Three Myths About Refugees, Immigrants and the European Refugee Crisis

The refugee crisis has highlighted hitherto latent divisions within the EU, particularly amongst the V4 countries and Western Europe.
The division is, at first glance, rooted in fundamentally differing perceptions of the crisis, giving rise to several myths whose veracity merits questioning.
This blog will seek to challenge three of the most popular misconceptions about the refugee crisis

The majority of refugees are actually economic migrants? 

It is a common misconception that refugees are predominantly economic migrants. Slovak Prime Minister Robert Fico, without citing credible sources, has claimed that 95% of all refugees are economic migrants. Viktor Orbán, Hungary’s Prime Minister, has echoed this statement, claiming that the “overwhelming majority” of migrants in Europe are not refugees.

This is factually wrong.

According to the UN, 62% of all migrants reaching Europe by boat this year were from Syria, Eritrea and Afghanistan, all countries suffering from war, dictatorial oppression and/or religious extremism, meaning these people almost always have the legal right to refuge in Europe. Adding refugees from parts of Nigeria, Darfur, Iraq and Somalia, the percentage of legitimate refugees become far higher. It is a myth that the majority of migrants are economic migrants.

The distinction between migrant and refugee matters greatly; under the 1951 Refugee Convention and a plethora of EU laws, European countries are obliged to offer refuge or protection to asylum seekers who can verify they are fleeing war or persecution. In the case of economic migrants looking to increase their prospects, even if they left behind lives of poverty, the European countries are under no obligations to accept them.

Several Czech politicians have echoed the sentiments by Orbán and Fico, President Zeman and Andrej Babis most vocally and notably. Yet as the abovestated numbers prove, the premise of Fico and Orban’s claims, namely that Europe’s migration crisis amounts largely to a problem of border management and repatriation rather than relocation and integration, is flawed.


The infrastructure, social and integration systems in European countries cannot cope with the number of refugees?
The EU boasts a total population of more than 500 million people. The UN has estimated that 850.000 refugees will be arriving in Europe in 2015 and 2016. This is little more than 0.1% total population increase. Although this estimate is conservative and likely to be exceeded, the amount of refugees would still be miniscule and manageable, as not everyone arriving in Europe will be eligible for asylum.

Furthermore, considering the disproportionate amount of refugees taken in by countries such as Germany and Sweden, the spread of refugees is incredibly uneven across Europe. The coming refugee quotas will do little to change this. The 4306 refugees the Czech Republic is set to take will constitute a population increase of 0.04%. Considering the Czech Republic’s lack of refugee intake in the past several years, the argument that refugees constitute a cultural threat or unsustainable burden economically and on the country’s social system is unfounded fearmongering.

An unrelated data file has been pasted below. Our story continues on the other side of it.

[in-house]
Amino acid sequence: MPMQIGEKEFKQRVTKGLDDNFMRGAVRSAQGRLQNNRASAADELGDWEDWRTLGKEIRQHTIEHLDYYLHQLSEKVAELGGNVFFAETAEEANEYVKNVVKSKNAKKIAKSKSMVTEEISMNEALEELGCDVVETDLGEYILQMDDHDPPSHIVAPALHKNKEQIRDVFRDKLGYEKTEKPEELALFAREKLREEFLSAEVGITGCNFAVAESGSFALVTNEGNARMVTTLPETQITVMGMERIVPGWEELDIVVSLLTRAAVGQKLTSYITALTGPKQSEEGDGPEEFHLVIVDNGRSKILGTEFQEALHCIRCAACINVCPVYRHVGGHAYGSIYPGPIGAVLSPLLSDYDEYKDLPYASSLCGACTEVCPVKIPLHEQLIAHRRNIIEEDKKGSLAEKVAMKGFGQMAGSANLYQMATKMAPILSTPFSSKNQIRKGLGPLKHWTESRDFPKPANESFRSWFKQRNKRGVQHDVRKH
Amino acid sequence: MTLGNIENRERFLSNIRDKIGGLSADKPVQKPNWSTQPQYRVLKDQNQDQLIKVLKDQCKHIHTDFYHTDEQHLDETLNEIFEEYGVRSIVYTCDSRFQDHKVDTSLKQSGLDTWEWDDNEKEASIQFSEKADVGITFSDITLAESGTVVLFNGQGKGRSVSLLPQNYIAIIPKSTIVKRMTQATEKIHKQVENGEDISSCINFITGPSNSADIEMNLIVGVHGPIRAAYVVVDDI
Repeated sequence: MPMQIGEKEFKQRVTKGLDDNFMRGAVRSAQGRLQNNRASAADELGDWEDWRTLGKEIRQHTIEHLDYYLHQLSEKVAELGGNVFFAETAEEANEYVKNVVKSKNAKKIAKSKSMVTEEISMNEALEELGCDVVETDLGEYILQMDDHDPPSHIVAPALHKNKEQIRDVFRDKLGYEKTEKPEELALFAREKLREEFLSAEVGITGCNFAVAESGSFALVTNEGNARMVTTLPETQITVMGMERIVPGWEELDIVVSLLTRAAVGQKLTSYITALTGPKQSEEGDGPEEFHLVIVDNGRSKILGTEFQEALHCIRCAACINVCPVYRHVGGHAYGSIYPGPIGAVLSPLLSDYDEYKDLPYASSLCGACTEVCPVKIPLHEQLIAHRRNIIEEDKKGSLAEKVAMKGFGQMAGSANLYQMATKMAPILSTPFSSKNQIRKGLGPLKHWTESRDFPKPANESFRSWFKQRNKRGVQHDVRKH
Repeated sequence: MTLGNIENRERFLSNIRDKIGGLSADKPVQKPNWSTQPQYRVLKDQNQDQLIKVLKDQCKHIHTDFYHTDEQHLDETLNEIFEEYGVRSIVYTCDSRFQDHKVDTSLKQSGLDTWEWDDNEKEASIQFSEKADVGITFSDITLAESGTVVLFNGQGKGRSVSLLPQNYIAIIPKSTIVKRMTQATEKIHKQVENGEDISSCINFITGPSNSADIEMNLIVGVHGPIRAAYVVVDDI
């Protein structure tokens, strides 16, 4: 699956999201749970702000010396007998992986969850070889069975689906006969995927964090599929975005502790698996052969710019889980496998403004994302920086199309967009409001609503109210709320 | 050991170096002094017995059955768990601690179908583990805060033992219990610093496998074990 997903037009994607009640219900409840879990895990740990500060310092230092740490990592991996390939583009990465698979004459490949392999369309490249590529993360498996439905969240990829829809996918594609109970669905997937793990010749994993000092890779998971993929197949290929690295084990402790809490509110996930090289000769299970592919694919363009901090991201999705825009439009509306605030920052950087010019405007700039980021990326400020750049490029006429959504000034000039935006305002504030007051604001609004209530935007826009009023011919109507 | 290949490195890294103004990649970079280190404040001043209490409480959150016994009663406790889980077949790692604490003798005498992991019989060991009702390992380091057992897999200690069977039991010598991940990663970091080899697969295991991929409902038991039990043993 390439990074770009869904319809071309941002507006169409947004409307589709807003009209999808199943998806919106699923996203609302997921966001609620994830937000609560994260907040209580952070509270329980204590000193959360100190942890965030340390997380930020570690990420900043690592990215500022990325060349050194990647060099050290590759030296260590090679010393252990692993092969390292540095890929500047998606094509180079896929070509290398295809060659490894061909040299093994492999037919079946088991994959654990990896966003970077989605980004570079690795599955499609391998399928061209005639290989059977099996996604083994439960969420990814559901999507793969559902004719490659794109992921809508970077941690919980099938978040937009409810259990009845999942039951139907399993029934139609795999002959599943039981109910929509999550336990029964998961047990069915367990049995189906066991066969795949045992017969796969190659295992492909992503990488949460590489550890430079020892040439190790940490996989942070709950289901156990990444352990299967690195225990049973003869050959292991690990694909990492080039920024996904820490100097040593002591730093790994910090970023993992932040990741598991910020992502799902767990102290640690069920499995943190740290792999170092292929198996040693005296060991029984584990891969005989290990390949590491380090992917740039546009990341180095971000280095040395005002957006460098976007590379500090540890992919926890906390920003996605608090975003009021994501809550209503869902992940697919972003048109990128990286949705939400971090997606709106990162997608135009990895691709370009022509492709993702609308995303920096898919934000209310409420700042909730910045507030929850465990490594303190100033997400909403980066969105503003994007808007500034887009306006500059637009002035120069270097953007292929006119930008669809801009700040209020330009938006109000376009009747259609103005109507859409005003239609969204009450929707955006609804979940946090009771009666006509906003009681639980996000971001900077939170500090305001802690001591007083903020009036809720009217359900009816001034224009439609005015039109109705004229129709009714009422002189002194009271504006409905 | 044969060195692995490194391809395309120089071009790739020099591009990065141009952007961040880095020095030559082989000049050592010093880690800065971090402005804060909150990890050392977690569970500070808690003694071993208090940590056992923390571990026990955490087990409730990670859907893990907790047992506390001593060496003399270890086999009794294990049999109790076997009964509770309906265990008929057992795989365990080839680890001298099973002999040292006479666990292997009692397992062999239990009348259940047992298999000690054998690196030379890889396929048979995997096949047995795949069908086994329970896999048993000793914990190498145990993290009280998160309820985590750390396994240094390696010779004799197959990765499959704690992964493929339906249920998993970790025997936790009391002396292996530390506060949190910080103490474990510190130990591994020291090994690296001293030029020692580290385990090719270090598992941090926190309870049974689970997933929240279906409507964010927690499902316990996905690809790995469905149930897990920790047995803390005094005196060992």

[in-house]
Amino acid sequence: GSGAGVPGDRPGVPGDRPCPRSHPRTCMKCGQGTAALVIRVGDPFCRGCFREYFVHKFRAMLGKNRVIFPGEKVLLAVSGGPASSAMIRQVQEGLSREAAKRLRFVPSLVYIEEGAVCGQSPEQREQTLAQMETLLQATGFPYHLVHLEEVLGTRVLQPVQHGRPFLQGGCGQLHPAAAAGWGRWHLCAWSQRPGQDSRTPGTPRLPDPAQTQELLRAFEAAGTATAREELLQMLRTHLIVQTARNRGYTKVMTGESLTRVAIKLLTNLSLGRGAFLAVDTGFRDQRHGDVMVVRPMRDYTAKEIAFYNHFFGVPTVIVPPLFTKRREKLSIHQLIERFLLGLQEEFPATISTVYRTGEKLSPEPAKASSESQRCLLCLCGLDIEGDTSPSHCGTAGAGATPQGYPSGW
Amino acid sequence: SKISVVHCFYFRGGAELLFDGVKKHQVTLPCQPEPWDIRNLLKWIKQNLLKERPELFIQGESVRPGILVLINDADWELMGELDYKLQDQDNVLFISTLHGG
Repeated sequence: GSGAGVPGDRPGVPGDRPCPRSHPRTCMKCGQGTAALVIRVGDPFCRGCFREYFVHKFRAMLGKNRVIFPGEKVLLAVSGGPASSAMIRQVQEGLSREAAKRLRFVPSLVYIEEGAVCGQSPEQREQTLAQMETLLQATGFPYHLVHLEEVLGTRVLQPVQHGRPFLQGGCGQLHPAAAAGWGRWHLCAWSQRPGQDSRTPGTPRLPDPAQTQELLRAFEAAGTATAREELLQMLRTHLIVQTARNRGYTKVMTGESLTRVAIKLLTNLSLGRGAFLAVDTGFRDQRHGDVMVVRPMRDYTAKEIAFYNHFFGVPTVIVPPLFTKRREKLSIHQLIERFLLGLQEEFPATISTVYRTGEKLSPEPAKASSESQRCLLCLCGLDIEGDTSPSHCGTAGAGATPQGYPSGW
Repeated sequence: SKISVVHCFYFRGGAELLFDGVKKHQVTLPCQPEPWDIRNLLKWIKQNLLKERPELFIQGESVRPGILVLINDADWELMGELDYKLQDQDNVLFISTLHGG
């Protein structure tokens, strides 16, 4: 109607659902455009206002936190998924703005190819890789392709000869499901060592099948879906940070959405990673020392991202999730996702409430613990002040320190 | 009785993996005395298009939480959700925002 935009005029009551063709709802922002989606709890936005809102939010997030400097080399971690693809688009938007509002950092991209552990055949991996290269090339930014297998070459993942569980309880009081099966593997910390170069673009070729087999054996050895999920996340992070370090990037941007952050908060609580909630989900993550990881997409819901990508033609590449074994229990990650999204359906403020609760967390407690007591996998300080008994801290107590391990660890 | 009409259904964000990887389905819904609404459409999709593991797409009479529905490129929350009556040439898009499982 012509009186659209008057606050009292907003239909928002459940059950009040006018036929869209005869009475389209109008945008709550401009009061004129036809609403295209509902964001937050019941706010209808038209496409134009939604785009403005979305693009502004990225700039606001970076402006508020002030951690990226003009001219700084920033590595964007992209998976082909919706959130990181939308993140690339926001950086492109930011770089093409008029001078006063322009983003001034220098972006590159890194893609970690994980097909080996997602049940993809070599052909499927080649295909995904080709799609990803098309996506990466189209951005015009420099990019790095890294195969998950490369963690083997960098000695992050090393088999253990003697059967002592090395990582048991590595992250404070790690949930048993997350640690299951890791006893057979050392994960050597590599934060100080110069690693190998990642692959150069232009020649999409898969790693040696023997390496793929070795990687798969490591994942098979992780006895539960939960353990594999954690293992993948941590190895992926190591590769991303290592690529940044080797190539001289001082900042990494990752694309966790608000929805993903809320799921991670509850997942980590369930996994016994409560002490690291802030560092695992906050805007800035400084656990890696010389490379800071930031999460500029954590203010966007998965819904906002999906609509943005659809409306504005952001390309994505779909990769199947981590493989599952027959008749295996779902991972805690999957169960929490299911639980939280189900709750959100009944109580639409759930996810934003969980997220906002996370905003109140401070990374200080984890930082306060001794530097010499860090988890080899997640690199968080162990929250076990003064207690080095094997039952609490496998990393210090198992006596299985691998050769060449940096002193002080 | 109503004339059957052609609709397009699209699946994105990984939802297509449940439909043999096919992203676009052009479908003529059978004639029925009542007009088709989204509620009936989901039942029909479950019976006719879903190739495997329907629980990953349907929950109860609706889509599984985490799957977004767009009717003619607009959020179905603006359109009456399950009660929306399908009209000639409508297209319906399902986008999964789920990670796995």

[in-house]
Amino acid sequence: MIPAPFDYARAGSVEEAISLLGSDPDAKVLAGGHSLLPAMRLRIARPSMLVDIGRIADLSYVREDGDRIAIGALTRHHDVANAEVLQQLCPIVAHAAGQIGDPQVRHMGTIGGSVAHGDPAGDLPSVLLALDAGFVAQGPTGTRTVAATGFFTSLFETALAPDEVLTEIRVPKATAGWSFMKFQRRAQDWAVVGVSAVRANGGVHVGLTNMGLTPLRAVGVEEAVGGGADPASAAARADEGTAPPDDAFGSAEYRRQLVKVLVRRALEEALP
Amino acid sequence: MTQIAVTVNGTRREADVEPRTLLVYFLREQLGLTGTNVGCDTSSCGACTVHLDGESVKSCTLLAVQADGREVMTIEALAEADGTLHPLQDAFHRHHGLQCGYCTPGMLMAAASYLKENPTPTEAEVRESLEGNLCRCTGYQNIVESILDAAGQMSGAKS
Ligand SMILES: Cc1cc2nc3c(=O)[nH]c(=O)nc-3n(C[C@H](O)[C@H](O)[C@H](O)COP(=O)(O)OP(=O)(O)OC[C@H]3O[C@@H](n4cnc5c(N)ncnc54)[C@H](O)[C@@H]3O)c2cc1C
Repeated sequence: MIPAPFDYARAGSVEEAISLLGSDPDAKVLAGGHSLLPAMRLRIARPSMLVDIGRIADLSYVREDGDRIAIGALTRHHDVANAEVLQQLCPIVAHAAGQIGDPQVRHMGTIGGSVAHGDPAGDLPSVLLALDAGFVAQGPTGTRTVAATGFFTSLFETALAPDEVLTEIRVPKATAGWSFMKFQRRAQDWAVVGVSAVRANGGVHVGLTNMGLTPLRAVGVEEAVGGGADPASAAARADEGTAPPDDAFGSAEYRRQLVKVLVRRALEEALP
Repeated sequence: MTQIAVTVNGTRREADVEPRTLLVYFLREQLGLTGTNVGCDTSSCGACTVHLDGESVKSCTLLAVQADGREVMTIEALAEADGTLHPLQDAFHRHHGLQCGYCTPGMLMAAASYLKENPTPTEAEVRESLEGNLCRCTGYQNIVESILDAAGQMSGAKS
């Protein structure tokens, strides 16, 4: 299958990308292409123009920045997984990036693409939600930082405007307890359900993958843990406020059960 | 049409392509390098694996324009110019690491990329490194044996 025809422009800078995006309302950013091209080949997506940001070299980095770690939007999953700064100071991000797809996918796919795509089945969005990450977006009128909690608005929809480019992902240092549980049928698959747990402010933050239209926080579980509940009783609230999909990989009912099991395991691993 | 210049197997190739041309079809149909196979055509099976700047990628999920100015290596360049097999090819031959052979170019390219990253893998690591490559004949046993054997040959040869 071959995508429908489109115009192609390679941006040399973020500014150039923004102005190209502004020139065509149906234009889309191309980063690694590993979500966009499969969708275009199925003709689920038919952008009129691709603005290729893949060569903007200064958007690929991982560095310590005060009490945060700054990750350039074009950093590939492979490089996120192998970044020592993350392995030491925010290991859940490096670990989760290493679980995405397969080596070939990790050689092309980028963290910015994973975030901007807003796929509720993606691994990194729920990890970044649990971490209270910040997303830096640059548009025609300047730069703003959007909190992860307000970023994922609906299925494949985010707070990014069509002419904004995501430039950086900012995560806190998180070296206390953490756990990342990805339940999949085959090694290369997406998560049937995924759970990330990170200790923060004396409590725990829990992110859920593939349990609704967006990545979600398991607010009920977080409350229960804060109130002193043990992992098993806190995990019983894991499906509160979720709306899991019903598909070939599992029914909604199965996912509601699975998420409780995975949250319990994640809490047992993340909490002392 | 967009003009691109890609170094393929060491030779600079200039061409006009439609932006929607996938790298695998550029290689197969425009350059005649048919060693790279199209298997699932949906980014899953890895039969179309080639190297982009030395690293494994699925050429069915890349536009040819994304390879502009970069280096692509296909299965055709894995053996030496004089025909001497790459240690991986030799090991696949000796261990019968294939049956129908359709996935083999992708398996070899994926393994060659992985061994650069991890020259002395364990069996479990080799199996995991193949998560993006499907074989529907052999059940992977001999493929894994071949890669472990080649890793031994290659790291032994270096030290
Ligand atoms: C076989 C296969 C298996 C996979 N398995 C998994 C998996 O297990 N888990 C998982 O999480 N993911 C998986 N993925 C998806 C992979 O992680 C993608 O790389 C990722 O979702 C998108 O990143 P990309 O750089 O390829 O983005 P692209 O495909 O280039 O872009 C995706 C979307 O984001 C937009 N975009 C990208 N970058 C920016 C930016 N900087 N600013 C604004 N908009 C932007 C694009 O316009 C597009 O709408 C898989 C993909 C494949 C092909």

Europe does not need immigrants?

Europe desperately needs immigrants. A demographic deficit looms above Europe; simply put, too few babies are born to sustain the social security systems underpinning most contemporary European states and ensuring the caretaking of its elderly population. The Guardian recently described this development as a “perfect demographic storm that will imperil economic growth across the continent.”

To use Germany as an example, it is expected that at its current rate, Germany’s population will, according to the German government, by 2060 be reduced from 81 million people to 67 million people. According to the European Commission’s statistics, the Czech Republic’s fertility rate is marginally higher than Germany’s yet still below the EU average. To put it into the context of the Czech Republic, a comparable fall in population would have a devastating impact on the country’s economy and social and health care systems.

Sweden is one of the countries who are most proactive in averting this calamity. In the words of Swedish Prime Minister Stefan Löfven, “[…] it [the refugee crisis] is a major challenge at the moment, but it is also an asset”, citing the necessity of integrating refugees in order to avert future demographic disaster.
The alternative to integrating refugees is most often cited as ’controlled immigration’. However, in the case of the V4 countries, controlled immigration on a sufficient scale as a solution to this challenge is an illusion; the V4 countries are one of the poorer regions of the EU, already suffering from high levels of (economic) emigration (the very thing V4 politicians accuse legitimate refugees of doing, paradoxically) to Western countries. Compounded by a rising xenophobia, the V4 countries are hardly attractive countries for a skilled laborer compared to Scandinavian or Western European countries, who all suffer from similar demographic developments.

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